Mo's goodbye announcement befitting of class act
TAMPA, Fla. -- Mariano Rivera spoke slowly at first, pausing to catch his breath and gather his thoughts. He came close to crying just once, when he looked to his right and saw that all his teammates had come to support him.
"That almost got me," he said.
He opened with a joke about the Yankees extending his contract, then turned serious and said what we all knew he would say.
He said this season, his 19th, would be his last. He said he'd lived a dream, but that the time had come to say goodbye. He hated the travel and missed his family. He'd lived his dream, accomplished more than he ever thought possible, but now he was almost ready for the next chapter of his life.
Befitting a player who has done everything with grace, poise and precision, he said all the right things on a difficult day. He said it was not a day of sadness, but it felt incomprehensibly sad for those of us who have had the honor of watching him pitch.
"It has been an honor and a privilege to wear the pinstripes," he said.
He has been one of the great figures in the history of baseball, both on the field and off. When asked how he wanted to be remembered, he said, "As someone who was there to help others."
Even now, 22 seasons after signing his first professional contract, he has spent a portion of this final Spring Training working with the Yankees' Minor Leaguers. Indeed, he said it's the ability to impact young players that will keep him involved in baseball.
"He has never changed once," Yankees general manager Brian Cashman said. "You see a lot of players who get a lot of money and a lot of notoriety and become famous, and they change over time. He hasn't changed a bit."
Rivera has been so numbingly consistent that it's almost incomprehensible that the day is coming when the bullpen door at Yankee Stadium will open and someone else will trot in for those final three outs.
"He's irreplaceable," Cashman said. "You'll never see that again. He's going to be as hard to replace in that clubhouse as on the field."
Rivera's legacy is simple: He was the perfect player. He carried himself with dignity, worked hard and performed at an unimaginably high level for a long time.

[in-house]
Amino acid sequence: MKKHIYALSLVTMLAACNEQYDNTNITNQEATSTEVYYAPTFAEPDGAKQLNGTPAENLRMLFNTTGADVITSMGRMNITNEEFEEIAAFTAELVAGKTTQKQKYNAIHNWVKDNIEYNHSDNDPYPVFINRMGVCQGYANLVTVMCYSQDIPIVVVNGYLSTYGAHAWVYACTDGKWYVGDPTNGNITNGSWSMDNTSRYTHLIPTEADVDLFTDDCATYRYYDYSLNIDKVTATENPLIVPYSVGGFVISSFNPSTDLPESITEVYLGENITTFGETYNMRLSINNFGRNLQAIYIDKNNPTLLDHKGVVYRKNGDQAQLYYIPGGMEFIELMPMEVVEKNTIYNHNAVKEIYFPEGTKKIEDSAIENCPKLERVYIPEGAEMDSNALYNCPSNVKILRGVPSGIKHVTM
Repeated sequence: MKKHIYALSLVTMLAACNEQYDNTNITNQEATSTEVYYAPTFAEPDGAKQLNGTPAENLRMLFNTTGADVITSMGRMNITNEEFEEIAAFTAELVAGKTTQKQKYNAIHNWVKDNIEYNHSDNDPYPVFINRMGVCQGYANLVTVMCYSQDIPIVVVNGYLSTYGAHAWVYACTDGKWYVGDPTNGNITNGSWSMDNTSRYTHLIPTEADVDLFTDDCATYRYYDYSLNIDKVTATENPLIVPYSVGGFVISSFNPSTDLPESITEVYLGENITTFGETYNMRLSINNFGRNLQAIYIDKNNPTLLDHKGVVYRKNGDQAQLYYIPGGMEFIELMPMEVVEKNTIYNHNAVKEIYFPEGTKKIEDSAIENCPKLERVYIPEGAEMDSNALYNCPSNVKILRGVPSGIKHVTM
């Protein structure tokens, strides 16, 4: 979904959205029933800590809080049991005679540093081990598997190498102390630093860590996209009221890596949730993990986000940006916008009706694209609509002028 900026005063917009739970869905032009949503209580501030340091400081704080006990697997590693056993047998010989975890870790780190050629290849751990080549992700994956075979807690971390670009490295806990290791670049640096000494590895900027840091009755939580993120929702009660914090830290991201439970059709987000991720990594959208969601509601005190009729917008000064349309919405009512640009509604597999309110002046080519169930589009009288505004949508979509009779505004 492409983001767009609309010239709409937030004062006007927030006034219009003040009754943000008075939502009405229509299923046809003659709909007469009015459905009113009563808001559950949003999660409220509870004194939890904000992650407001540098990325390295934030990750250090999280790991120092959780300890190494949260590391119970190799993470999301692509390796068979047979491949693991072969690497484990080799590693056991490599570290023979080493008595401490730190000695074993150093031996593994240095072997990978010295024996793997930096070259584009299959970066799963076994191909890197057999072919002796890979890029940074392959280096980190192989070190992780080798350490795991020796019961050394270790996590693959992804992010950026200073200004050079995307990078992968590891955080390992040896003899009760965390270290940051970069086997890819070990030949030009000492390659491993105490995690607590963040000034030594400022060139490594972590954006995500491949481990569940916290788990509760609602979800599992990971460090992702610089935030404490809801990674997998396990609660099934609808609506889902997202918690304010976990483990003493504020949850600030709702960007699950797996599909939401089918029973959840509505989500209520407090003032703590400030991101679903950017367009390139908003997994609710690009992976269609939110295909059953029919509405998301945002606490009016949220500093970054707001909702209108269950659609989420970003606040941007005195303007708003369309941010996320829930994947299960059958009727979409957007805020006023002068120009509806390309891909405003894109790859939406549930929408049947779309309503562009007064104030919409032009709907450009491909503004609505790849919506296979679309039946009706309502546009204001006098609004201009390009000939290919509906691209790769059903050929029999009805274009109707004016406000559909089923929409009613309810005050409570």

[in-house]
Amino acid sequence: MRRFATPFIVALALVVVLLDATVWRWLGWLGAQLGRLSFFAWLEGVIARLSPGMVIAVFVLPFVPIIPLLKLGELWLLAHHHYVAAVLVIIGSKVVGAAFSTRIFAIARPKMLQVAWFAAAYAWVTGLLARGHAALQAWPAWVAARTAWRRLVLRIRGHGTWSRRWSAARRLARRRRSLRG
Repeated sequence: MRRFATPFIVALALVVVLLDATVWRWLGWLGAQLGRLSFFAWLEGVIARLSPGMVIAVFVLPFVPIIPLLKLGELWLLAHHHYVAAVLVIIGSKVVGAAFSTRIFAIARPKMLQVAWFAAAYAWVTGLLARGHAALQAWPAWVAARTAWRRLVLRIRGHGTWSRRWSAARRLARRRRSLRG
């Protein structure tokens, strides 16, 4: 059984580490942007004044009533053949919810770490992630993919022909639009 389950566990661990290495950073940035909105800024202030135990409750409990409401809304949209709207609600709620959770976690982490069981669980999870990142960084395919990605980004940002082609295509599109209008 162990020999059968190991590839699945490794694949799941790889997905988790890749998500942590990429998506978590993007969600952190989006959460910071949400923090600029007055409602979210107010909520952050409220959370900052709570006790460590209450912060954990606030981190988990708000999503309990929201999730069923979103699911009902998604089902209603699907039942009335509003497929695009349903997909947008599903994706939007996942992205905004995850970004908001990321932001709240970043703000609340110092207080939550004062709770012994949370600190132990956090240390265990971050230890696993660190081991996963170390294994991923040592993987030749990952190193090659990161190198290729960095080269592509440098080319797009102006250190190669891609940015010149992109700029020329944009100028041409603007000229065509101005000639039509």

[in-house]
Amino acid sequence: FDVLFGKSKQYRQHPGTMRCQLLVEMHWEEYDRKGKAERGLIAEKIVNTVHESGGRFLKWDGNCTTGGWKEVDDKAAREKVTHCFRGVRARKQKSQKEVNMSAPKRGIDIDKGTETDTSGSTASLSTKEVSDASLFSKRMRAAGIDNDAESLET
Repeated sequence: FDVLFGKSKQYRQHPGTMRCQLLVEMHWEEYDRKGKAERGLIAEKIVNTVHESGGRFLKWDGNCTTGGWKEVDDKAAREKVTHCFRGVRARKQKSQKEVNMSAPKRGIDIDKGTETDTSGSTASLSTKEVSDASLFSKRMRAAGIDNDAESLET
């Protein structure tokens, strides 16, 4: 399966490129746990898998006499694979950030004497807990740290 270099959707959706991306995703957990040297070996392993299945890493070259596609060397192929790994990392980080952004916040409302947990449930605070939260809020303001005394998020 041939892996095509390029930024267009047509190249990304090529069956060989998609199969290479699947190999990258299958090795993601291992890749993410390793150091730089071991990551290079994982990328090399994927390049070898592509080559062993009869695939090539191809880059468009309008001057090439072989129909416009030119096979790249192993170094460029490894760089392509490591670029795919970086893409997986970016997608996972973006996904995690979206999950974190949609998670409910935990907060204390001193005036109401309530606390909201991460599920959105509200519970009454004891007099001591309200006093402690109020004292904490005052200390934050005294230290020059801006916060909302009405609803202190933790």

He's No. 1 all-time in saves (608), but that's just a place to start. In 96 postseason appearances -- 96! -- he had a 0.70 ERA and made good on 42 of 47 save opportunities. He got the final out of the World Series four times and blew a save in Game 7 of the 2001 Fall Classic.
Former Yankees manager Joe Torre and his successor, Joe Girardi, rode him hard in the postseason. He went more than one inning for 31 of his 42 saves and went two full innings 14 times. He seemed indestructible.
He came up through the Minor Leagues with Andy Pettitte and Derek Jeter, two other players who helped restore the greatness of the Yankees, winning four World Series in their first six seasons.
Pettitte remembers those first days when Rivera was still figuring things out. His fastball was straight, his slider nothing special.
"It was like, `Man, he'd better come up with a little bit more stuff to be able to start in this league,'" Pettitte said.
Rivera was sent to the bullpen in 1996 and found a home. And then while playing catch with teammate Ramiro Mendoza in 1997, he came up with the pitch that would change everything.
His cutter might be the single best pitch in baseball history, and in the last 16 years it has shattered bats all over the baseball world. He threw it so precisely, with such a consistent release point and found the ability to locate it.
"He's so disciplined," Pettitte said. "The consistency he brings to the ballpark every day. The mental makeup that he has. It's been incredible to see."
Cashman recalled how Rivera was almost traded to Seattle for shortstop Felix Fermin in 1996 because Yankees owner George Steinbrenner had doubts about whether Jeter was ready to play.
"Life with the Yankees could have changed drastically if a mistake had been made there," Cashman said.
Rivera had confided to Girardi and others a few weeks ago that this season would be his last. Girardi suspected as much when Rivera entered his office one day.
"Mo doesn't come in my office for too many things," Girardi said, smiling. "Very seldom does he get in trouble."
For this final season, Rivera has asked the Yankees to find him people in each Major League city who have a love for the game. Perhaps fans who drive great distances to see a game. Or maybe an usher or a vendor.
He simply wants to thank them and to tell them that he appreciates how they've made baseball better.
Plenty of people will be saying the same thing about Rivera.
"It's amazing what this man has done," Girardi said. "What one man can mean to an organization."
Rivera said he dreamed that this final season will end with him getting the final out of a World Series. All things considered, it would be appropriate.
On the other hand, there's no appropriate way to end a perfect story.
"The best thing was the Lord blessing me with this uniform," Rivera said, "and I have been thankful for every minute. The day I throw my last pitch, I will be more proud than anything that the Lord allowed me to wear this uniform."
Richard Justice is a columnist for MLB.com. Read his blog, Justice4U. This story was not subject to the approval of Major League Baseball or its clubs.